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Deferment of Payment and Prescription of a Tax Assessment

In an Aruban case the Supreme Court recently ruled that Article 13 of the National Ordinance of the Collection of Direct Taxes, as it applied until June 1, 2014, contains an exhaustive list of acts that suspended or interrupted the limitation period. Since the granting of a deferment of payment is not mentioned in that provision as a ground for interruption, such an act also has no interrupting effect.

This Aruban case revolved around the question of whether a tax assessment has expired. On March 30, 2007, the Aruban tax authorities imposed a final corporate income tax assessment on Aruba Bank for the year 2003. Aruba Bank objected to the assessment and requested a deferment of payment. The tax authorities granted (in any case) on February 12, 2011 a deferment of payment. The Aruban tax authorities subsequently sent a reminder on February 15, 2012 and a letter of execution was served on May 22, 2012. Aruba Bank then took the position that the tax assessment was time-barred. More than two years later, on June 24, 2014, the Aruban tax authorities threatened with a seizure under a warrant of execution. On the same day, Aruba Bank lodged an objection against the (looming) enforcement.

Another year later, on May 22, 2015, Aruba Bank initiated (civil) proceedings, seeking a declaratory ruling confirming that the 2003 tax assessment was time-barred. The Court of First Instance upheld the claim. The Joint Court of Justice (i.e. the Court of Appeal), on the other hand, rejected the claim. In short, the Court of Appeal considered that with the granting of a deferment of payment on February 12, 2011, the limitation period for the assessment was interrupted and the assessment was therefore not time-barred. The Court of Appeal considered that although Article 13 of the applicable National Ordinance does not explicitly state that the granting of deferments has an interruptive effect, the article may entail that, under certain circumstances, a requested and granted deferment has an interruptive effect. This ruling of the Court of Appeal is overturned by the Supreme Court.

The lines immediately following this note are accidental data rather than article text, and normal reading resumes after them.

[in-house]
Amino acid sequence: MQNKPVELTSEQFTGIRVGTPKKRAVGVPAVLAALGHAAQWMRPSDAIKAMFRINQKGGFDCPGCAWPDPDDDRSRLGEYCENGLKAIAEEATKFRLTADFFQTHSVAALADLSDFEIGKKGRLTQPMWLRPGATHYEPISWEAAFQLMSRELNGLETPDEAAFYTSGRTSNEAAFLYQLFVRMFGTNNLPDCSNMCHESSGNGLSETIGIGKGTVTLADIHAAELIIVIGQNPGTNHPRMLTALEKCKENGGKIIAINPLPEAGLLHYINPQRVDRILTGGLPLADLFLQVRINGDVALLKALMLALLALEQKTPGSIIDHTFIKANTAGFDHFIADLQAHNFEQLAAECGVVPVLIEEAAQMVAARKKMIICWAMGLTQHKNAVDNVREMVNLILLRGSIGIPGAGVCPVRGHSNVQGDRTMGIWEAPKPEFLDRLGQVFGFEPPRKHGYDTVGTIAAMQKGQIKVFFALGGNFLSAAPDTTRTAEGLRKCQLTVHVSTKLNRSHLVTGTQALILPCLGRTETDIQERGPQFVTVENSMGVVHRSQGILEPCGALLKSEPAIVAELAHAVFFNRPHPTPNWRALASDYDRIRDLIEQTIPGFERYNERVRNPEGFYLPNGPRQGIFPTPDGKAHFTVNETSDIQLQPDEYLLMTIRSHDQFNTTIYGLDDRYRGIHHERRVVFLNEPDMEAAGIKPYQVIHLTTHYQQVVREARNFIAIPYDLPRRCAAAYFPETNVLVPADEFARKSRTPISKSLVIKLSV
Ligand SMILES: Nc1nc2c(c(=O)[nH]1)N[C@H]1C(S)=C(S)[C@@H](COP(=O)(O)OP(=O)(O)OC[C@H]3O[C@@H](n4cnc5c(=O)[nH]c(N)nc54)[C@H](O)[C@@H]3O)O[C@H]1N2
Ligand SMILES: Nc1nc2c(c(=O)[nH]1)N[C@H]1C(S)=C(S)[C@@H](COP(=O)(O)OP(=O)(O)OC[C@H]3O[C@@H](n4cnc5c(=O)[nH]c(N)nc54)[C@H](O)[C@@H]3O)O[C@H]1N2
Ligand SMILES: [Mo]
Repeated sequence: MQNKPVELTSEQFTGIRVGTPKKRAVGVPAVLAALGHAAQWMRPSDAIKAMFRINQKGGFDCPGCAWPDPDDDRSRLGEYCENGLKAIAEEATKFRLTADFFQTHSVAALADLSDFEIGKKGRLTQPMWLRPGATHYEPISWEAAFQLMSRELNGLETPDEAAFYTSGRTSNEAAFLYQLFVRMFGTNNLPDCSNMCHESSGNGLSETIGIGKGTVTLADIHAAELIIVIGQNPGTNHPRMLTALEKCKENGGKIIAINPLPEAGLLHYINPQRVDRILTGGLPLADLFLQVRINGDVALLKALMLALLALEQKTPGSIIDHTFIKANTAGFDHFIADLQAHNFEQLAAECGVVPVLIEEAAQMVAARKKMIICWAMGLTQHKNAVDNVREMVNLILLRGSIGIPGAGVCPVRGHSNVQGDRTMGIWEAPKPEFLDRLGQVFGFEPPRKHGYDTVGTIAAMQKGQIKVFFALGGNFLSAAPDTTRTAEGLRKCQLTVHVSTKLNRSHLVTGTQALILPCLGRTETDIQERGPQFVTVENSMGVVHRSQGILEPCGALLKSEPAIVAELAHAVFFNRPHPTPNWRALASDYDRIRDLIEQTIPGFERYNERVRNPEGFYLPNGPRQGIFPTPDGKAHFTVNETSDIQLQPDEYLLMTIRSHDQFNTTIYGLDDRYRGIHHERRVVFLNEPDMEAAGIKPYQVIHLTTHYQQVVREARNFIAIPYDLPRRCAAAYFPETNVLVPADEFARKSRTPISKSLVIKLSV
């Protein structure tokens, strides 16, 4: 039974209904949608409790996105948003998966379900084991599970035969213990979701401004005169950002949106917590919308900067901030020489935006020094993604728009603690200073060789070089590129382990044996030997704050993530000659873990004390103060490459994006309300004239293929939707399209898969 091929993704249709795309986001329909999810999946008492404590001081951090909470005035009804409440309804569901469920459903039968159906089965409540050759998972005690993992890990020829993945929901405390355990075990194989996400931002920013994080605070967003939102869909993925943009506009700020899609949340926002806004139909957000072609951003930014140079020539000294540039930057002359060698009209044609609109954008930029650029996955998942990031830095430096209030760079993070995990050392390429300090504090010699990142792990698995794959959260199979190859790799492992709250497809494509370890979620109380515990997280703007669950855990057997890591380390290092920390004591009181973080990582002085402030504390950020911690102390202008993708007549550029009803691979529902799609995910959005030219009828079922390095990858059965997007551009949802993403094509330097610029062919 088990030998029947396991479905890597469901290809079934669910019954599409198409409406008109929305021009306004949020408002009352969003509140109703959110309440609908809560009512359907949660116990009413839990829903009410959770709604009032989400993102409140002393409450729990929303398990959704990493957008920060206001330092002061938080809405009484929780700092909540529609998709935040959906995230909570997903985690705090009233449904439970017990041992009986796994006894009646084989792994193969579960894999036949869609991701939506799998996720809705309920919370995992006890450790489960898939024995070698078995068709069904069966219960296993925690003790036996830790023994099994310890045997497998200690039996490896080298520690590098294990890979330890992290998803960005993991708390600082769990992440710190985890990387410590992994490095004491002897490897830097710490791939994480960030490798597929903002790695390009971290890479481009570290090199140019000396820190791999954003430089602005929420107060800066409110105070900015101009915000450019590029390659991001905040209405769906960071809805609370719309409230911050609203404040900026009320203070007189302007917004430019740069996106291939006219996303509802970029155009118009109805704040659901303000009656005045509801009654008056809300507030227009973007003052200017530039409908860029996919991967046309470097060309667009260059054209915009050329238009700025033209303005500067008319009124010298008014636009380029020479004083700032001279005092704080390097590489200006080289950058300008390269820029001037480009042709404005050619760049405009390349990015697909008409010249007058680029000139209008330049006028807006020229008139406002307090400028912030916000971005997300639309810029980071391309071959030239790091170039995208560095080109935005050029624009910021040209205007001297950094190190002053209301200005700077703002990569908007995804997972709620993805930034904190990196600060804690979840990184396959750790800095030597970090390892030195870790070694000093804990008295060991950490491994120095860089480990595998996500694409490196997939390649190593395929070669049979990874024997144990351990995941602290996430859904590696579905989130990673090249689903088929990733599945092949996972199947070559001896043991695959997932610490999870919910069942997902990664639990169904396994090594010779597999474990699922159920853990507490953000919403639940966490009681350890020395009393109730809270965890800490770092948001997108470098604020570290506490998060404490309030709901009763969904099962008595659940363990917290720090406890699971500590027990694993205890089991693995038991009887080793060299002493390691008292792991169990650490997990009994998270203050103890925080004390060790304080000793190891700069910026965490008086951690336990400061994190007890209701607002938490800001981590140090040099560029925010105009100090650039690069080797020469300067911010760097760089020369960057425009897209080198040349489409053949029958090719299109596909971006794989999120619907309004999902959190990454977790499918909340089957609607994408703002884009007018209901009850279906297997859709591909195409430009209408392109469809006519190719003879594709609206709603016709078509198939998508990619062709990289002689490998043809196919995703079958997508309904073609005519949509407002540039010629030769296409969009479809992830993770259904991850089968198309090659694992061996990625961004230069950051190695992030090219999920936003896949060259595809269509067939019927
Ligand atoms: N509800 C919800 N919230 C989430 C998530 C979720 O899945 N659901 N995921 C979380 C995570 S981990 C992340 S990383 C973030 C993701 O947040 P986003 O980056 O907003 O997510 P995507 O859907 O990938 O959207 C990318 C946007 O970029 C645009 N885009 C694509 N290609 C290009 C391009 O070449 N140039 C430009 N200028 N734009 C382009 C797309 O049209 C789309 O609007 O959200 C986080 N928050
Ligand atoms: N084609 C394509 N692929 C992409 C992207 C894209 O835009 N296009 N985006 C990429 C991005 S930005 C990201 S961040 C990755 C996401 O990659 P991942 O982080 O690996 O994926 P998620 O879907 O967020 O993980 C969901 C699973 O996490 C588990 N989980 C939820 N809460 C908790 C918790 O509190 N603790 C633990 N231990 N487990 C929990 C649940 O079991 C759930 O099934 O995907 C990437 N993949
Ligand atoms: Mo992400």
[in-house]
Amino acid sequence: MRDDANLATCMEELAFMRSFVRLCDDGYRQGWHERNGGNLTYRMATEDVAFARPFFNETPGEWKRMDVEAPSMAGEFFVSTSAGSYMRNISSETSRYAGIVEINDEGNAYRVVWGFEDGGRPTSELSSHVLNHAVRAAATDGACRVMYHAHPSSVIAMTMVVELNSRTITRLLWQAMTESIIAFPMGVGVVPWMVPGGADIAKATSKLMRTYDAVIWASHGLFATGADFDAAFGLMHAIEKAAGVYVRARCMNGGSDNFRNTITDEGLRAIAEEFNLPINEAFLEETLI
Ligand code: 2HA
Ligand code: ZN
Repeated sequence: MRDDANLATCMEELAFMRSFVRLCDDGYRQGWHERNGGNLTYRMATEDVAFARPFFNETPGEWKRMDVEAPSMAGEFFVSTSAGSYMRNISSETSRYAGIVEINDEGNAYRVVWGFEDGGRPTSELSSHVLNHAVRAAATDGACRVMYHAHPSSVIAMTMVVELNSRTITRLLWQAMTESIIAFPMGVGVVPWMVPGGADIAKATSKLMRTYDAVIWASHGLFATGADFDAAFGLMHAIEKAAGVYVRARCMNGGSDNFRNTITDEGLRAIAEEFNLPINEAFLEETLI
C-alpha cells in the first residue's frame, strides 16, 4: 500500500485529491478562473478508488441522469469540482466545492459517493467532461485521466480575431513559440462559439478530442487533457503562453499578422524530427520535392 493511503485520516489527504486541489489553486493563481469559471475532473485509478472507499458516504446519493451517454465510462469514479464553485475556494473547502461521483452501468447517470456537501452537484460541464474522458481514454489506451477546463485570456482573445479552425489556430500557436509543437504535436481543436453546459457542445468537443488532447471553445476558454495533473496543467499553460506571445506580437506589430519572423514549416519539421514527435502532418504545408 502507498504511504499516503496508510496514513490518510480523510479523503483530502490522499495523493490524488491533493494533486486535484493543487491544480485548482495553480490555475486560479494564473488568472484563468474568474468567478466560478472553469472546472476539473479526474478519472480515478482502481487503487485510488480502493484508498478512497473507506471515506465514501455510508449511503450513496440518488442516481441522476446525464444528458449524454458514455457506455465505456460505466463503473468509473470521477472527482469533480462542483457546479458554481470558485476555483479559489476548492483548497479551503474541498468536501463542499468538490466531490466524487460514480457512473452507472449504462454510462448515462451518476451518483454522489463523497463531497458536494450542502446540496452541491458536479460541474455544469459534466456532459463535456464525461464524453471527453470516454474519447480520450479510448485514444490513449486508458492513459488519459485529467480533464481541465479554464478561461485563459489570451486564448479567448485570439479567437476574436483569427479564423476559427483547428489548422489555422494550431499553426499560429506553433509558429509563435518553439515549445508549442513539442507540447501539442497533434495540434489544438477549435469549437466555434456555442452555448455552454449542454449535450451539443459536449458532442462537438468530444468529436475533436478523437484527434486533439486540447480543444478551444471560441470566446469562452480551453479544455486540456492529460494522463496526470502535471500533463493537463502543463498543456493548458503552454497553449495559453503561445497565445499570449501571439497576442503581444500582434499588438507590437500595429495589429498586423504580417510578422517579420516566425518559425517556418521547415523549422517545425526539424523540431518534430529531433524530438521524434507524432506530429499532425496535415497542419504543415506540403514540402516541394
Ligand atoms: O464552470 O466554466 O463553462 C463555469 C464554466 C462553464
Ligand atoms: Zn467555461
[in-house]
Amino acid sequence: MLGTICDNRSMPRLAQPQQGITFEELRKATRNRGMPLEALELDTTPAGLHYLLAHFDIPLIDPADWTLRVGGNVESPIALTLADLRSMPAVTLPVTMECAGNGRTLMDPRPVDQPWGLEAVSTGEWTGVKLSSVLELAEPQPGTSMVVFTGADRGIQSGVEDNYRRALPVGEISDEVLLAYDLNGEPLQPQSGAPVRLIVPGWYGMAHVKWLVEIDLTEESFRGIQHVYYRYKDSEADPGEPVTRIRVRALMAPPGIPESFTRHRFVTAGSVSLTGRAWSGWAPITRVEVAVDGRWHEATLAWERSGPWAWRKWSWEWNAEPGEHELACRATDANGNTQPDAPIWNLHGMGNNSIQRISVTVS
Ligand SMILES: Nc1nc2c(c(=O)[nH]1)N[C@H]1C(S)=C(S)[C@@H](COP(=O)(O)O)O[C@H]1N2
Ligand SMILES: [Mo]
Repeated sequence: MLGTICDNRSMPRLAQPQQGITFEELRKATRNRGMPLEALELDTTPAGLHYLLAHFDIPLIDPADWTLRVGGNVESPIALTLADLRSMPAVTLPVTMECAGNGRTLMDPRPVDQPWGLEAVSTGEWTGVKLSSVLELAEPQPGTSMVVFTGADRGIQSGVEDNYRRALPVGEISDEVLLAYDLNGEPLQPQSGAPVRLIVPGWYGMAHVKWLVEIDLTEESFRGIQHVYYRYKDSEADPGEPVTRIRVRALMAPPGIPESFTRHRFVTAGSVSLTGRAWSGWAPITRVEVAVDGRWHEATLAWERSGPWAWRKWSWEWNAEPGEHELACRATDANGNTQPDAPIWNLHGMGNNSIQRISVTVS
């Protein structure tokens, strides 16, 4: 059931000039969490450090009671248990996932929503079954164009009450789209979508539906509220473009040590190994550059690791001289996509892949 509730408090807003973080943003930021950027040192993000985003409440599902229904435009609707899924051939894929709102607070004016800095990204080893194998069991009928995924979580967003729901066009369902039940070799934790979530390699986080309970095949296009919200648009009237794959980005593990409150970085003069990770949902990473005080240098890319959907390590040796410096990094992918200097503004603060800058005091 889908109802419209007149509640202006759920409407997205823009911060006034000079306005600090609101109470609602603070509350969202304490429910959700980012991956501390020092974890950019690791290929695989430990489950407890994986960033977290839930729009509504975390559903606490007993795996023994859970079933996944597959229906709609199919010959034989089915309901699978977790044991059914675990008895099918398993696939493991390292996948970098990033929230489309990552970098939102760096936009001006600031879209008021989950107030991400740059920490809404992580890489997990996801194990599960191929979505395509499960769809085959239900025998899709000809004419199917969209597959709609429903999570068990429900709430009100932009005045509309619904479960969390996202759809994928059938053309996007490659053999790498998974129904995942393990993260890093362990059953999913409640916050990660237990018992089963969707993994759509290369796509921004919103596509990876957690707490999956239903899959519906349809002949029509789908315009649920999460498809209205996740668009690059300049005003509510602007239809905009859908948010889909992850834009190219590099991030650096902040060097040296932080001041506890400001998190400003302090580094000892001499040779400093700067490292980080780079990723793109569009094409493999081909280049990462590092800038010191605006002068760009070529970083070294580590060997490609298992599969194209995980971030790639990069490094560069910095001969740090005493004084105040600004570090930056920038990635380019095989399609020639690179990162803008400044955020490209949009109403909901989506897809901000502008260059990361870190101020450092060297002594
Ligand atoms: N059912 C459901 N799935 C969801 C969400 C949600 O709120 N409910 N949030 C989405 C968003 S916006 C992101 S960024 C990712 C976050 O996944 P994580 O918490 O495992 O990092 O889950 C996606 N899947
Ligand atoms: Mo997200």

According to the Supreme Court, the applicable Article 13 (old) of the National Ordinance of the Collection of Direct Taxes does not provide any grounds for believing that acts other than those referred to therein can also be assumed to have interruptive effect. In that regard, the Supreme Court considers it relevant that from the point of view of legal certainty it must be assumed that the list of acts of interruption, as mentioned in said provision, is of a restrictive nature. Since the granting of a deferment of payment is not mentioned in that provision as a ground for interruption, such an act also has no interrupting effect. Note that said provision was amended on June 1, 2014. As of that date, granting a deferment has been explicitly included as one of the interrupting acts of the limitation period.